The additional funding for the NHS announced by the Prime Minister this week is fantastic news. A massive £384 million per week is a marvellous 70th birthday present for our National Health Service and will be welcomed by very many people.
Despite difficult financial circumstances, Government investment in the NHS has actually increased every year since 2010. However, how to fund the NHS in the long-term is one of the most pressing and potent political issues facing our country. Demand for the NHS only continues to rise and, as the population ages, there are a growing number of widespread chronic conditions which will be increasingly expensive and challenging to address. We need a credible and effective plan to fund the NHS and social care.
The full details of how the pledged additional funding will be provided are still to be confirmed but a major proportion will be financed by some of the money which will be saved when we leave the European Union. This not only holds true to the pledge of extra funding for the NHS as a dividend of Brexit but is also a significant reason to agree our exit from the EU as quickly and smoothly as possible.
Not all the additional funding, however, can come from Brexit. Other sources must be identified. These could be borrowing more, or reductions in spending in other departments, or increasing taxes. Whilst it would be wrong to pre-empt Government thinking on this, it is vital that whatever means is chosen, it is financially sustainable in the long-run. It could be questionable whether borrowing, squeezing other public expenditure or tax increases are a long-term solution to funding a well-loved but nonetheless bureaucratic health service.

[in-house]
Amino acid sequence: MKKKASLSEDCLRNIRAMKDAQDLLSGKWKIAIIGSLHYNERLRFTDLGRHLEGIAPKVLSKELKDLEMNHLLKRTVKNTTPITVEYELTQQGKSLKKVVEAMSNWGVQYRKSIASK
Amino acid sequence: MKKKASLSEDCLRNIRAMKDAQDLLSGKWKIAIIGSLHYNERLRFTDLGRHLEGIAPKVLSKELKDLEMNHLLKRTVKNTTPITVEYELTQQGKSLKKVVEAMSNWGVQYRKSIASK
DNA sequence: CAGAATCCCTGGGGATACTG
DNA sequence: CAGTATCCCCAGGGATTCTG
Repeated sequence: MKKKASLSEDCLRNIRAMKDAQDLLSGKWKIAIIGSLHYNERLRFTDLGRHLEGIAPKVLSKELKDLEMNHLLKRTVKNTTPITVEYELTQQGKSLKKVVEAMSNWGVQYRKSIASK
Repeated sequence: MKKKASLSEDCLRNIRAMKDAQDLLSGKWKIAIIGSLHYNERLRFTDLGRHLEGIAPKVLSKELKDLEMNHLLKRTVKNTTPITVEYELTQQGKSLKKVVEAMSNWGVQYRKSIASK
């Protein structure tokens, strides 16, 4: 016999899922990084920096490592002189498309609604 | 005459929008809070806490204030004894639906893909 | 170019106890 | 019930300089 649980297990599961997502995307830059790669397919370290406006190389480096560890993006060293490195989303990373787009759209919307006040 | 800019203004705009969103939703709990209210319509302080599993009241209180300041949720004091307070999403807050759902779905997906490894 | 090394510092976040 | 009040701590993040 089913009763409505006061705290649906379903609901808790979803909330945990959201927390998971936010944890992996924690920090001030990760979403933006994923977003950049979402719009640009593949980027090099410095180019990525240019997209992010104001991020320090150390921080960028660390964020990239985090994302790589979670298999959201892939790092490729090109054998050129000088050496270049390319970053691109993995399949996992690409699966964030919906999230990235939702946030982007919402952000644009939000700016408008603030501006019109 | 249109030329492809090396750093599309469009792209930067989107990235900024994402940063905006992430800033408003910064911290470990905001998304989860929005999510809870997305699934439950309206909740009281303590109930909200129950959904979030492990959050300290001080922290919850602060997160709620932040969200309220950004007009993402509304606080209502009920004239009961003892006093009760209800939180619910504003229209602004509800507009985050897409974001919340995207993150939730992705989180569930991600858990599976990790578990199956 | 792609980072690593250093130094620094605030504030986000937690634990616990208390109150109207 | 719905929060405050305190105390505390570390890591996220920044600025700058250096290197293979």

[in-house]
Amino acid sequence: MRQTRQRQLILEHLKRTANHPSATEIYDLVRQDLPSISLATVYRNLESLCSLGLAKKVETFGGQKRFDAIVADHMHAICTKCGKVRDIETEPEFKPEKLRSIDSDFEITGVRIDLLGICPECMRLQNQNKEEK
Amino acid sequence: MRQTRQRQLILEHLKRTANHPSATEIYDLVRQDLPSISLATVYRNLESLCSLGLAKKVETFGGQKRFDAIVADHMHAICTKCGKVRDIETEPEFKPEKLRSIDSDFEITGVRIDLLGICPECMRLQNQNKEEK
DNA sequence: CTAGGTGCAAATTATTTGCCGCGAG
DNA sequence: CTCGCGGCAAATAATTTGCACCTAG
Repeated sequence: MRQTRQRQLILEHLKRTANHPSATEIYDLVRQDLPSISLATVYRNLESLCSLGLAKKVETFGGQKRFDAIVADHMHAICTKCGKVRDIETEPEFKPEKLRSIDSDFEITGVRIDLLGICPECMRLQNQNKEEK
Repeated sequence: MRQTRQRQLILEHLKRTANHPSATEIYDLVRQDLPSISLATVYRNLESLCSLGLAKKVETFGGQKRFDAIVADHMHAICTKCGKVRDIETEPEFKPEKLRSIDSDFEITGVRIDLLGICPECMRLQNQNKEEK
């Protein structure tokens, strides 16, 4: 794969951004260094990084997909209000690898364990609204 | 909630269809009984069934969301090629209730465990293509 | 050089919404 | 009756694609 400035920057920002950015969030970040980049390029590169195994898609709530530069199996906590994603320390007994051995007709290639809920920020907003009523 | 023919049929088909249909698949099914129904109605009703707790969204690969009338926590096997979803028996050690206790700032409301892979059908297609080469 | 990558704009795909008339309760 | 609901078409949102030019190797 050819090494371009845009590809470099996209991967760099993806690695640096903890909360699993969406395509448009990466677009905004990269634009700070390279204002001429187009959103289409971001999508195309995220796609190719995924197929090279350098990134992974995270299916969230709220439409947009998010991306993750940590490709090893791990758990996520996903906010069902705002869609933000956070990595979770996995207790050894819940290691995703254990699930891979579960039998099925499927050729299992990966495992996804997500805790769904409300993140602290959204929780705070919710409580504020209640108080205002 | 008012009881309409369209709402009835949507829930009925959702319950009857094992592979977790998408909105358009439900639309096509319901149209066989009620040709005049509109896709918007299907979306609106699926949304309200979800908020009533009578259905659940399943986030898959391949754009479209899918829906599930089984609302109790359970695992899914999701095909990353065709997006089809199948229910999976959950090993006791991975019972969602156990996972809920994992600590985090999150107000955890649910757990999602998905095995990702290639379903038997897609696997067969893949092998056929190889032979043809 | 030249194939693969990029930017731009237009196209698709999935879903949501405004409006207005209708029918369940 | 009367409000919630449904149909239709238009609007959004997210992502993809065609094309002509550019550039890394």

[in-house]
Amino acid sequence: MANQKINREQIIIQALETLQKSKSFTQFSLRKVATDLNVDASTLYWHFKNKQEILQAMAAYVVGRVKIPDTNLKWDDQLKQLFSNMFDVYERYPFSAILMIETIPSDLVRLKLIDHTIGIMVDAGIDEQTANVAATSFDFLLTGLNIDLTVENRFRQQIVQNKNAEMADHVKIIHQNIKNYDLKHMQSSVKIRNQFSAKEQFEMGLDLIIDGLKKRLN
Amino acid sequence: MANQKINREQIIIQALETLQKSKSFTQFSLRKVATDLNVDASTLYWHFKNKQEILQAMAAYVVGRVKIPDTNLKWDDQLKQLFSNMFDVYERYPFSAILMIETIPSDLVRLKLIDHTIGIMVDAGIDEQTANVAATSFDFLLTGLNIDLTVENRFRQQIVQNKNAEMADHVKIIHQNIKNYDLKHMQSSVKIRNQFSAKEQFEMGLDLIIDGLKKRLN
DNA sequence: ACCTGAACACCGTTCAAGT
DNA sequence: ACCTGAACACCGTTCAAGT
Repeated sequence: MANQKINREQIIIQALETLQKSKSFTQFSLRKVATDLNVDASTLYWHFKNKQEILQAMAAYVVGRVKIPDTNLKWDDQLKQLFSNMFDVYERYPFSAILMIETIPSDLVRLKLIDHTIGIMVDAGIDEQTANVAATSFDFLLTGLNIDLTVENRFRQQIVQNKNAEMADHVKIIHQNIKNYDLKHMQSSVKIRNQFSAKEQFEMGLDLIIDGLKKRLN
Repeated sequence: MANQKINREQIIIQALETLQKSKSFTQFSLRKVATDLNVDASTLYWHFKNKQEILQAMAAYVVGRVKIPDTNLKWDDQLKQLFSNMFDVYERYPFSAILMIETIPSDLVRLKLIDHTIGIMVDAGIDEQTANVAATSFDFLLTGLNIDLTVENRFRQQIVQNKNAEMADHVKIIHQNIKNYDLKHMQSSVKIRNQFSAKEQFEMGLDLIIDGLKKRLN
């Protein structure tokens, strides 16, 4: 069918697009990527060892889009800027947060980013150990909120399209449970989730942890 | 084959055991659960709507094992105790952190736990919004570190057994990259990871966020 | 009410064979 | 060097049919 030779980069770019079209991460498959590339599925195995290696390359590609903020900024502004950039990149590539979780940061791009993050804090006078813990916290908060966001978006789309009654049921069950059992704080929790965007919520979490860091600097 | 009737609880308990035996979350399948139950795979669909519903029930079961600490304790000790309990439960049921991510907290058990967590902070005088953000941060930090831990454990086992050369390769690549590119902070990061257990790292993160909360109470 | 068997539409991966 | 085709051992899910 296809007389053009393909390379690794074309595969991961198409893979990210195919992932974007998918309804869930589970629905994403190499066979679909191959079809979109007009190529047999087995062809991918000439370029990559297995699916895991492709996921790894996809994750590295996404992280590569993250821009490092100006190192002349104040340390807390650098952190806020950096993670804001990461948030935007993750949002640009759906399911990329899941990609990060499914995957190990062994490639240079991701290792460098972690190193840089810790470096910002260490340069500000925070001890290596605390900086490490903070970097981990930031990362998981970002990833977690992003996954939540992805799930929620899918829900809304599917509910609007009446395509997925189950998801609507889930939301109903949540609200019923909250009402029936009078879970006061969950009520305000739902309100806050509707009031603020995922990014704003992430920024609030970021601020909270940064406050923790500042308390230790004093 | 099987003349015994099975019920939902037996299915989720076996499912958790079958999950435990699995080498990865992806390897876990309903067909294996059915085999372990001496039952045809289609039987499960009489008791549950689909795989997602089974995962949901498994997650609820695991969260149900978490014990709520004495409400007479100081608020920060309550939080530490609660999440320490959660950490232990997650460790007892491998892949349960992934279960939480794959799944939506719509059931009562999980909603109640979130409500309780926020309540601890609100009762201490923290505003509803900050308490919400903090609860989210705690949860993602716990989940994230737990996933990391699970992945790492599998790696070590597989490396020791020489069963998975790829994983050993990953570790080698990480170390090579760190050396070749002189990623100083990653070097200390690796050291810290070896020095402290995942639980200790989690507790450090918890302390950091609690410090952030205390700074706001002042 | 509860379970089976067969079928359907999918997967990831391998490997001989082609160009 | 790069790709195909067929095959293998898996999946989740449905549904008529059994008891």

Our exit from the EU offers us opportunities to do many things differently. If our National Health Service is to exist for future generations we must consider not only additional funding but a more efficient and effective way of doing things. As we look around the world for new trading partners, better ways of managing our environment, new ideas in technology and science we should be seizing the opportunity to look at how other countries spend less of their economy on healthcare but manage to produce better outcomes and longer life expectancies for their populations.
The NHS has defined a modern health system for seventy years. Its principle – free at the point of delivery – should be maintained and it is right that the Government invests in this. But if we as a nation fail to accept that the NHS has limitations and that we must look at additional ways to support it, the NHS we all know and cherish will not be there for the next seventy years for our children and our children’s children.